The survival rate was notably higher among patients who received their first defibrillation no later than three minutes after the witnessed collapse: 74 percent for those who received their first defibrillation no later than three minutes after the witnessed collapse, and 49 percent for those who received their first defibrillation at three minutes or later.
There are currently no federally mandated AED laws except for requiring most AEDs to have prescriptions to purchase a device. Note these prescriptions are for the device instead of a prescription written for a medication for a specific individual.
Each state has its own AED laws in order to make the device more accessible, and in some states, it is already required in certain industries and public buildings.
AEDs can be found in many locations, including hospitals, offices, schools, shopping malls, grocery stores, and airports.
AEDs are used by emergency first responders who are often equipped and trained to do so. Some persons with underlying cardiac problems may be at a greater risk of experiencing a heart attack. Your health care provider will be able to tell you if a home AED is an option for you.
Defibrillators may be found in nearly any place where people congregate, including shopping malls, airports, stadiums, and even subway systems.
There is still a nationwide shortage of public access defibrillators in the United States, but this is changing as more and more AEDs are purchased each year.
Although the federal government has not mandated public buildings to have AEDs, most locations with a large number of people like shopping malls and airports do.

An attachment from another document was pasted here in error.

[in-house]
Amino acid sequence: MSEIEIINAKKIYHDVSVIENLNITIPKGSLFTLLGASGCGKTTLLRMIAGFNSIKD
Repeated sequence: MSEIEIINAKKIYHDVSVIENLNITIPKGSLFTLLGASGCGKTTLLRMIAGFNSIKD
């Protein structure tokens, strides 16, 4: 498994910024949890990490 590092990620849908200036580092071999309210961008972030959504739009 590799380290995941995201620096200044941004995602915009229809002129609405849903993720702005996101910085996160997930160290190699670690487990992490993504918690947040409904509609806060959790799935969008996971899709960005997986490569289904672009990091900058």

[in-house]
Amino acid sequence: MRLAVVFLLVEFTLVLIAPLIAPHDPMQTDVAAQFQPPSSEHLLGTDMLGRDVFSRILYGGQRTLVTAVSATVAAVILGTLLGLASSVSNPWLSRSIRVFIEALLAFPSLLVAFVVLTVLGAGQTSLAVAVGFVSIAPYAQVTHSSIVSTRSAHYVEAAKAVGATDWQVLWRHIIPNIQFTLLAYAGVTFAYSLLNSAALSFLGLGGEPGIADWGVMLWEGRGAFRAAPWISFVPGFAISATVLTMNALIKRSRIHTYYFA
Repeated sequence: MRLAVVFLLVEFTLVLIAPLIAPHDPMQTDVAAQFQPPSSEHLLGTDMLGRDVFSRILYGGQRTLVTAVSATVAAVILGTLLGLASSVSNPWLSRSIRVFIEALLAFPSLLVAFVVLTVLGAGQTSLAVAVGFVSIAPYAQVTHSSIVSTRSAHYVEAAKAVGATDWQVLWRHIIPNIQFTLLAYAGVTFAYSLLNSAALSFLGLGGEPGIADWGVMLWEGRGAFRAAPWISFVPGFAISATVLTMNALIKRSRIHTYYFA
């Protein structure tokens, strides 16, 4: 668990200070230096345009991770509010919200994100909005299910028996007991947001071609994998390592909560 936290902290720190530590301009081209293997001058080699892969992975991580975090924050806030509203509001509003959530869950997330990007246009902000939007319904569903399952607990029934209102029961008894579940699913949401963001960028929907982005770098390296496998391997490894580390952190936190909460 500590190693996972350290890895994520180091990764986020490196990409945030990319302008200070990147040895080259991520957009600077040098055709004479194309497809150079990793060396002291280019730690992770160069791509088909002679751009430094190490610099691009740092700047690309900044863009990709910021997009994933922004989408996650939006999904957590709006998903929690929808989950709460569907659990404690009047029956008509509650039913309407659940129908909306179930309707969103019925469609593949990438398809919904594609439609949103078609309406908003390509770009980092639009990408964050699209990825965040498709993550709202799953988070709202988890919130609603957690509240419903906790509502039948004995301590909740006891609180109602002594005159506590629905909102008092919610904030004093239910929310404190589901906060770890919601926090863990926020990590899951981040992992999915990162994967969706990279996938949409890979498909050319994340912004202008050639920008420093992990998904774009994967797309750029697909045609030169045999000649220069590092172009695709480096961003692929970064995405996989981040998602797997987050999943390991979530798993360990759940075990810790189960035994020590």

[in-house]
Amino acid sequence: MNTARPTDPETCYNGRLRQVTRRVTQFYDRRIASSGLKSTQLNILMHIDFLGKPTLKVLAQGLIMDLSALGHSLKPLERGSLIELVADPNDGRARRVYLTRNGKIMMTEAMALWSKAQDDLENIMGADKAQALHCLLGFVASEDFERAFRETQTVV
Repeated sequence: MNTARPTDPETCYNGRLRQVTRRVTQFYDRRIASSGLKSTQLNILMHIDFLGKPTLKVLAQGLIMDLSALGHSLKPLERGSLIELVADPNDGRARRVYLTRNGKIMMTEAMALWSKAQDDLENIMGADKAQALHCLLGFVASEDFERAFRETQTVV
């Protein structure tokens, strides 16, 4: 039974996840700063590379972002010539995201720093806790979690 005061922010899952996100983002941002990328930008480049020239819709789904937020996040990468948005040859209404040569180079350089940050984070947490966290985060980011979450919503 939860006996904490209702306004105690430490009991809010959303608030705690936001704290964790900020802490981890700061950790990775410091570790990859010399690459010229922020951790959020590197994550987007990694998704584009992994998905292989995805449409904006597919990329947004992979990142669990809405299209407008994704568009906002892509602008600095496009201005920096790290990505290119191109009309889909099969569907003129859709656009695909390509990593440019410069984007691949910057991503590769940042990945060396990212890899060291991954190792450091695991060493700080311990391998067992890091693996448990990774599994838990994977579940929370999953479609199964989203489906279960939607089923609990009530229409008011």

An AED is a relatively inexpensive life-saving device and can cost anywhere from $1000 to 2,000. The numbers don’t lie and if a cardiac arrest victim is defibrillated within the first 3 minutes from collapse they have a 70% chance of survival. That is significant and it really comes down to having more public access AEDs.
Workplace AED placement has increased dramatically in the last 10 years due to better training and lower costs for purchasing an AED. The technology keeps getting better and the prices have been falling. A workplace safety training initiative is really something that is becoming popular in most companies.
Understanding how to use a defibrillator is an important skill for anyone who wishes to have this potentially life-saving piece of equipment on hand. Providing immediate CPR and defibrillation within the first three minutes after the collapse is a key target and can significantly improve the chances of saving the SCA victim. We hope that you found the information in our blog post about these devices informative and helpful, including details about their survival rates. If you are interested in purchasing one or learning more, please contact us today!
Subscribe to our newsletter and get 10% off your first purchase